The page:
. If this writer has one regret, it's that I did not get my picture taken with him. Oh! To hear him giggle just once more...
But to the rainforest. The main river that drains much of the area and runs past the park headquarters had dropped about thirty feet, a good sign that the forest was navigable, unlike before. We booked a trek with nine other tourists, some who did two days and one night, and others, like us, who did three days and two nights. We went up the river and set out with a guide and a porter, two guys, one crazy and one nice, named Edy and Jacky (their spelling, not mine). It was Edy who took quite a liking to Miss Anna "Conda" Davies. The first day was a five hour hike to a large cave in which we slept. Along the way we explored another cave that was full of three things: bats, guano, and guano beetles. The guano was like a carpet, really soft, slightly moist, probably nice to sleep on save for the fact that it was teeming with little blind beetles. Oh yeah, and Anna slipped and fell in some guano. We laughed. The only other wildlife we really saw on that first day was leeches, and oh my! did we see a lot of those. Skinny little bastards that react to sound and vibrations in the ground. They move surprisingly quick, and often one can't feel it when they bite and start sucking out one's vital fluids. We picked one up as a pet, and wore him on our arms trying to get him to bite
. But he wouldn't. Must have been Murphy's law or something. The one time you actually want
a leech to latch on to you, eh? Finally after about half an hour he took a liking to Andy's forearm, and Andy wore him around for a while until he got good and fat and then passed him off to Michael, who in turn wore him until we reached our sleeping cave. Before bedding down crazy "Edy Loco" seranaded us with the Black Eyed Peas, the Backstreet Boys, and Gloria Gaynor in varying tunes. The cave was no treat to sleep in. We stayed dry, for it pissed it down that night, but the ground was hard (duh) and there were rats running around all night, scampering about, searching for tasty treats. Next day we hiked some more. Andy got more than twenty leeches on his feet. The Davii got, like, one. Andy didn't wear DEET. He also wore sandals. ("The sandals had nothing to do with it, and you know it." -Andy) The second night we stayed in an 'Orang Asli' ('original peoples') village, which was a mixed bag. These people live in thatched huts in the middel of the jungle and hunt with blow darts and procreate like rabbits (judging by the little kid to older person ratio). But the children were quite scared of us, and we were greeted with blank stares from all around despite our smiles and waves. Supposedly we were the fourth group to have visited this particular village since the start of the year, so one would think they would be used to these large, smelly intruders. We met the 'chief,' a smiley old man who helped us eat the meal prepared mostly by Edy (Andy and Anna peeled garlic) and bummed cigarettes off the same, and slept in huts built specially for visitors of our kind in the middle of the village. In the end we really felt more like intruders than guests. The third day consisted of no hiking whatsoever, just learning about the "bushmen" (as Ronald the Dutchman called them) and taking a boat back to park headquarters (and getting soaked and yelling "spring break!" on the way)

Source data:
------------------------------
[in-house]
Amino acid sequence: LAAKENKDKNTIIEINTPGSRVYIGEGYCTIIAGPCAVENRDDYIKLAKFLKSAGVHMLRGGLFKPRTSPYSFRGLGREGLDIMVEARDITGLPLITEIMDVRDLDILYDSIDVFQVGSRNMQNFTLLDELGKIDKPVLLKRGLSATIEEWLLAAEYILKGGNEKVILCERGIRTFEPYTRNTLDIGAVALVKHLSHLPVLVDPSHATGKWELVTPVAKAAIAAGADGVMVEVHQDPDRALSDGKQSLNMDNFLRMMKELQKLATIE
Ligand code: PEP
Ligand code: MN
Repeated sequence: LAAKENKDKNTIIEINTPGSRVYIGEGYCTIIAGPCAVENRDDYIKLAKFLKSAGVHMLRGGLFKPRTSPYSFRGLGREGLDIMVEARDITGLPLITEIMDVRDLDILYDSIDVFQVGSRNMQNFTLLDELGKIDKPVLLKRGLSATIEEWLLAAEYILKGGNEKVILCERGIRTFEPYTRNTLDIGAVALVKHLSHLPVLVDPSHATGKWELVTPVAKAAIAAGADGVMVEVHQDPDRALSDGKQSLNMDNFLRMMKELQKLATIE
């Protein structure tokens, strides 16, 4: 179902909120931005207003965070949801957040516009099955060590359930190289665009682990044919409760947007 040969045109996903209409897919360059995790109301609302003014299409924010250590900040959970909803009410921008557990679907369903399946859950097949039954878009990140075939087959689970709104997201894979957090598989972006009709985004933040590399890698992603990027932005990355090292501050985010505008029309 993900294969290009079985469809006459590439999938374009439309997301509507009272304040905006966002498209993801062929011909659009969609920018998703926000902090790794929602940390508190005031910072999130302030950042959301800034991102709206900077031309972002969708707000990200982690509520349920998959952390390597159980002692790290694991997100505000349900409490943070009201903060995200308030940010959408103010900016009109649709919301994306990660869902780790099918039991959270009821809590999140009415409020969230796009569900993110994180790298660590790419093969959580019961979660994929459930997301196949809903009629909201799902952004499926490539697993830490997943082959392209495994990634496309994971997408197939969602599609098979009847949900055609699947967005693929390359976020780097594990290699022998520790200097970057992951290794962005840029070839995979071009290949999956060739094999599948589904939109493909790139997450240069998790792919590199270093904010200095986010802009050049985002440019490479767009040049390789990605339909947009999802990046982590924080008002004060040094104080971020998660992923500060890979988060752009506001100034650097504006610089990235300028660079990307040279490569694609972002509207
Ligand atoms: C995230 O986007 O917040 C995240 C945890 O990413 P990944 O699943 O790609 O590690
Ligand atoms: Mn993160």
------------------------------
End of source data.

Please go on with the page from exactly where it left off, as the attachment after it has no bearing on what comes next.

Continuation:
So we saw no real wildlife in the jungle, no monkeys and not even very many birds, only tiger paw prints and elephant poop. Things to remember: the jungle is hot, and getting a fire going at night is a difficult task, because, believe it or not, wood laying around in the rainforest is wet. And leeches will detach from your skin if you pull them off with spit-moistened fingers.
Now we are enroute to Ipoh, the third-largest city in Malaysia, to visit a mall and make our own karaoke cd. Karoake is all the rage here in Malaya. We aim to take part, find out what all the fuss is about. After that brief stop it's on to Thailand. We leave behind an amazing country, one that really exceeded our expectations, and one whose people are the nicest we've ever encountered, anywhere. They are excessively friendly and helpful, but never have an ulterior agenda, which is so often a plague in oft-travelled countries. We also leave behind a Muslim nation that taxes alcohol too much, something we are very happy to do. Viva Thailand and cheap booze!
As a group, we travelled from the Perhentian Islands to the rainforest, but Anna just goes from one local boyfriend to the next. Our loyal readers may recall that earlier in our travels in this wonderful coutry we attempted to go trekking in the world's oldest rainforest in Taman Negara national park, which is part of the cordillera central, the (somewhat) mountainous spine that runs north/south through peninsular Malaysia, but got denied due to an unforseen monsoon. Well, we came back. We left the Perhentian Islands and Anna's admirer Jeffry (see picture from last entry) and came straight to the rainforest. Sort of. In order to get there one must take a roundabout route that always goes through the town of Jerantut, a town about which we have complained in the past and compared to El Paso, TX, but actually has two really good things going for it: nighttime food stalls w/ killer cheap food, and a woderfully gay front desk clerk at a hostel that caters well to backpackers of our type